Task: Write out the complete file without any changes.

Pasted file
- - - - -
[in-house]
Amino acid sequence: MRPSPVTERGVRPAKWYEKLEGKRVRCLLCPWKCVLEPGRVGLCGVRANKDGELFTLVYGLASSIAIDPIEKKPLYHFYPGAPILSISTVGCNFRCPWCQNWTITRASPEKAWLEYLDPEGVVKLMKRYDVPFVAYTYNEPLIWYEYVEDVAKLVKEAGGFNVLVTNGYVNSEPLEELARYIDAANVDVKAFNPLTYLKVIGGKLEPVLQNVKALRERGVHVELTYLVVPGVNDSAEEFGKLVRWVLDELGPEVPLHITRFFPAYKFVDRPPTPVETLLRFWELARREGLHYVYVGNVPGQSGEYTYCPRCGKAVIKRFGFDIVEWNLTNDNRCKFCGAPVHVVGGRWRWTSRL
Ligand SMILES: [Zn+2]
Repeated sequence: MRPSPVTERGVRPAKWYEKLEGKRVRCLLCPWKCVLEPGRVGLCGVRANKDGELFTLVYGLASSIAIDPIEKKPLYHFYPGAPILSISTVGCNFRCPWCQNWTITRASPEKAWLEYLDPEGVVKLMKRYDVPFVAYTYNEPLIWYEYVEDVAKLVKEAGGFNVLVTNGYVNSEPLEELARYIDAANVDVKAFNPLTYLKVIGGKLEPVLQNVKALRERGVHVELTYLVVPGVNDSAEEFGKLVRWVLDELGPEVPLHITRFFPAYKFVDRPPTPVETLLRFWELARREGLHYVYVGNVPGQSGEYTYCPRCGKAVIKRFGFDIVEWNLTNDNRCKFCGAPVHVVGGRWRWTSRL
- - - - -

[in-house]
Amino acid sequence: MRPSPVTERGVRPAKWYEKLEGKRVRCLLCPWKCVLEPGRVGLCGVRANKDGELFTLVYGLASSIAIDPIEKKPLYHFYPGAPILSISTVGCNFRCPWCQNWTITRASPEKAWLEYLDPEGVVKLMKRYDVPFVAYTYNEPLIWYEYVEDVAKLVKEAGGFNVLVTNGYVNSEPLEELARYIDAANVDVKAFNPLTYLKVIGGKLEPVLQNVKALRERGVHVELTYLVVPGVNDSAEEFGKLVRWVLDELGPEVPLHITRFFPAYKFVDRPPTPVETLLRFWELARREGLHYVYVGNVPGQSGEYTYCPRCGKAVIKRFGFDIVEWNLTNDNRCKFCGAPVHVVGGRWRWTSRL
Ligand SMILES: [Zn+2]
Repeated sequence: MRPSPVTERGVRPAKWYEKLEGKRVRCLLCPWKCVLEPGRVGLCGVRANKDGELFTLVYGLASSIAIDPIEKKPLYHFYPGAPILSISTVGCNFRCPWCQNWTITRASPEKAWLEYLDPEGVVKLMKRYDVPFVAYTYNEPLIWYEYVEDVAKLVKEAGGFNVLVTNGYVNSEPLEELARYIDAANVDVKAFNPLTYLKVIGGKLEPVLQNVKALRERGVHVELTYLVVPGVNDSAEEFGKLVRWVLDELGPEVPLHITRFFPAYKFVDRPPTPVETLLRFWELARREGLHYVYVGNVPGQSGEYTYCPRCGKAVIKRFGFDIVEWNLTNDNRCKFCGAPVHVVGGRWRWTSRL